If counting, “one, two, three, four,” doesn’t fit with the song you’re playing, try counting in threes instead. If that works, try these patterns.

Strumming Pattern 12: d – d u d –

Sounds like:


d-dud-

Use it in:

Amanda Palmer – In My Mind
John Denver/Ballard C Boyd – Christmas for Cowboys
Weezer – Christmas Song
OK Go – Needing/Getting

Strumming Pattern 13: d – d u d u

Sounds like:


d-dudu

Use it in:

WIUO – Blue Smoke
Kelli Rae Powell – Some Bridges are Good to Burn
Walk off the Earth – Little Boxes
Bon Iver/Kina Grannis – Michicant

Changing the Patterns

There are tweaks you can make to all these strumming patterns.

Swing Them

When you swing a strumming pattern you make the down strum last slightly longer than the up strum. That gives the strum an off-kilter feel to it.

You can do this with any of the strums. For example, strum pattern 4 would sound like this when swung.


Swing Strum

Change the Tempo

You make any of these strums faster or slower than I’ve played them. In general, the more complicated the strum, the better it’ll sound slowed down. The more straight forward it is, the better it works at high speed.

For More on Strumming…

Pick up a copy of my ebook How to Play Ukulele Strums

View Comments

74 Comments

  1. Gabriela April 27th, 2013 8:04 am

    Aloha from Hawaii! Thank you so much for the helpful post, strumming is what I struggle with the most :)
    I second the suggestion for Brazilian patterns, if you ever learn more or come across any other websites with some good instruction I would love to hear/see it.
    Mahalo for sharing your gift with us!

  2. Woodshed April 27th, 2013 12:22 pm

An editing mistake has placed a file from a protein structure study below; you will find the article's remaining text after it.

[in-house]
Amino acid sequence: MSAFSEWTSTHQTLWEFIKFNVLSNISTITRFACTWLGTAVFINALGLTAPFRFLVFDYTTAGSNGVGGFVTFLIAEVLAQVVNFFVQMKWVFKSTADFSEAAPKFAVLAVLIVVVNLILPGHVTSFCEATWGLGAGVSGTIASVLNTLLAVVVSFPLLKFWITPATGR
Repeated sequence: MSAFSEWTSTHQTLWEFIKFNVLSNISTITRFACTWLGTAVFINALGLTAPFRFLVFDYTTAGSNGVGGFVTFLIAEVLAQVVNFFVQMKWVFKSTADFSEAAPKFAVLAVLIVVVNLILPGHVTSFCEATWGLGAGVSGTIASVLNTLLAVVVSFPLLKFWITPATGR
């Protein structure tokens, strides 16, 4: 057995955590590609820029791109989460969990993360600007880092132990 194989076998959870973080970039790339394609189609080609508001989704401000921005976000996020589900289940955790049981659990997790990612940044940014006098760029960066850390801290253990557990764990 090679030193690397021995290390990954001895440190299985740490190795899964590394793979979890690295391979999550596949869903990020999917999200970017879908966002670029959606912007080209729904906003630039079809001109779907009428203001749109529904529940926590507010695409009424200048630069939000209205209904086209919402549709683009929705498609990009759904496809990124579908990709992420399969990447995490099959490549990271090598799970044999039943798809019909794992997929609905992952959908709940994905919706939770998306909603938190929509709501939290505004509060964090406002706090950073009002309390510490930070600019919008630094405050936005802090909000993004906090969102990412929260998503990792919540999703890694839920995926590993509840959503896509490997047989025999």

Gabriela: You’re very welcome.

  3. Karen August 18th, 2013 12:27 pm

    Decided to take my ukulele off the wall today after turning it into a decoration for quite some time. Discouraged by my strumming, which I never mastered even after attending large group lessons for months. They never addressed strumming adequately. Looked up strumming and found your fabulous strumming techniques. Hearing them too was awesome. I now have hope and will try your style. Thank you!

  4. Woodshed August 18th, 2013 12:38 pm

    Karen: Thanks very much! Glad you like it.

  5. Mike January 21st, 2014 6:58 pm

    Hey! Thank you so much for this website! I am learning ukulele and learning fast cause of your site!

    I was wondering if I could make a request of the song Screen by Twenty On Pilots. Both the strumming pattern and cords would be greatly appreciated. I would love to see this pop up on the site!

    Hope to see more great things come!

    Thanks
    Mike

  6. Woodshed January 22nd, 2014 11:18 am

    Mike: Thanks very much! Sorry, no plans to.

  7. Ashley February 13th, 2014 1:03 am